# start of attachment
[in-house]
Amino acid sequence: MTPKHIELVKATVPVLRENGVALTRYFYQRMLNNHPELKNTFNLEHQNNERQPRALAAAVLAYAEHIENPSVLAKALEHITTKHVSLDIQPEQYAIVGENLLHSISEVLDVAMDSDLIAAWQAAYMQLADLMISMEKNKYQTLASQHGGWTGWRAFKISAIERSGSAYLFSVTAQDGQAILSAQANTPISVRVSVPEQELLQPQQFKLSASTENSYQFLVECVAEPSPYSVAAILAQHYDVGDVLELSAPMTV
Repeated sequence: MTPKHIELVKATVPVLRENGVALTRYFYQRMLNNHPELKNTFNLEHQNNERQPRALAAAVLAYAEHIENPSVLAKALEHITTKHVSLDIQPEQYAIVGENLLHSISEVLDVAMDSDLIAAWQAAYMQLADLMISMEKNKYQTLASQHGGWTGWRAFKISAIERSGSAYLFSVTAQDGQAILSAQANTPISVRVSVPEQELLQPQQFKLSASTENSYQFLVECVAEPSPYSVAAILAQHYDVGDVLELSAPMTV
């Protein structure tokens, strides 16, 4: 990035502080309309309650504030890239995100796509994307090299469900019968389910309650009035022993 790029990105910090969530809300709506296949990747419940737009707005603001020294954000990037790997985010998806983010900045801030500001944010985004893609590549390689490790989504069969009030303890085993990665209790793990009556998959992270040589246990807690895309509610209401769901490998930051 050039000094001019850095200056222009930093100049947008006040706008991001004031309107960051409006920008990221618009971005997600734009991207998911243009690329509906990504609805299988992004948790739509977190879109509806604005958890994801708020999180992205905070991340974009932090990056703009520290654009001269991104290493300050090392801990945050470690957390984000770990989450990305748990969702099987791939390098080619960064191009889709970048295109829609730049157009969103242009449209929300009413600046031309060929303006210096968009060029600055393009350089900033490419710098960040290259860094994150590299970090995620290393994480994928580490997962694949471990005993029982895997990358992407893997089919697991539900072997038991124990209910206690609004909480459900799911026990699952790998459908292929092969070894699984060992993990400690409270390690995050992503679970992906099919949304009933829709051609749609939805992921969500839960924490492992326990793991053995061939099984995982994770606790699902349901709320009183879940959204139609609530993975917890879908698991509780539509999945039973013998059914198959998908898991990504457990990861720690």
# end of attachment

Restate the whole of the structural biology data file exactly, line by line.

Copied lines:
[in-house]
Amino acid sequence: MTPKHIELVKATVPVLRENGVALTRYFYQRMLNNHPELKNTFNLEHQNNERQPRALAAAVLAYAEHIENPSVLAKALEHITTKHVSLDIQPEQYAIVGENLLHSISEVLDVAMDSDLIAAWQAAYMQLADLMISMEKNKYQTLASQHGGWTGWRAFKISAIERSGSAYLFSVTAQDGQAILSAQANTPISVRVSVPEQELLQPQQFKLSASTENSYQFLVECVAEPSPYSVAAILAQHYDVGDVLELSAPMTV
Repeated sequence: MTPKHIELVKATVPVLRENGVALTRYFYQRMLNNHPELKNTFNLEHQNNERQPRALAAAVLAYAEHIENPSVLAKALEHITTKHVSLDIQPEQYAIVGENLLHSISEVLDVAMDSDLIAAWQAAYMQLADLMISMEKNKYQTLASQHGGWTGWRAFKISAIERSGSAYLFSVTAQDGQAILSAQANTPISVRVSVPEQELLQPQQFKLSASTENSYQFLVECVAEPSPYSVAAILAQHYDVGDVLELSAPMTV
């Protein structure tokens, strides 16, 4: 990035502080309309309650504030890239995100796509994307090299469900019968389910309650009035022993 790029990105910090969530809300709506296949990747419940737009707005603001020294954000990037790997985010998806983010900045801030500001944010985004893609590549390689490790989504069969009030303890085993990665209790793990009556998959992270040589246990807690895309509610209401769901490998930051 050039000094001019850095200056222009930093100049947008006040706008991001004031309107960051409006920008990221618009971005997600734009991207998911243009690329509906990504609805299988992004948790739509977190879109509806604005958890994801708020999180992205905070991340974009932090990056703009520290654009001269991104290493300050090392801990945050470690957390984000770990989450990305748990969702099987791939390098080619960064191009889709970048295109829609730049157009969103242009449209929300009413600046031309060929303006210096968009060029600055393009350089900033490419710098960040290259860094994150590299970090995620290393994480994928580490997962694949471990005993029982895997990358992407893997089919697991539900072997038991124990209910206690609004909480459900799911026990699952790998459908292929092969070894699984060992993990400690409270390690995050992503679970992906099919949304009933829709051609749609939805992921969500839960924490492992326990793991053995061939099984995982994770606790699902349901709320009183879940959204139609609530993975917890879908698991509780539509999945039973013998059914198959998908898991990504457990990861720690």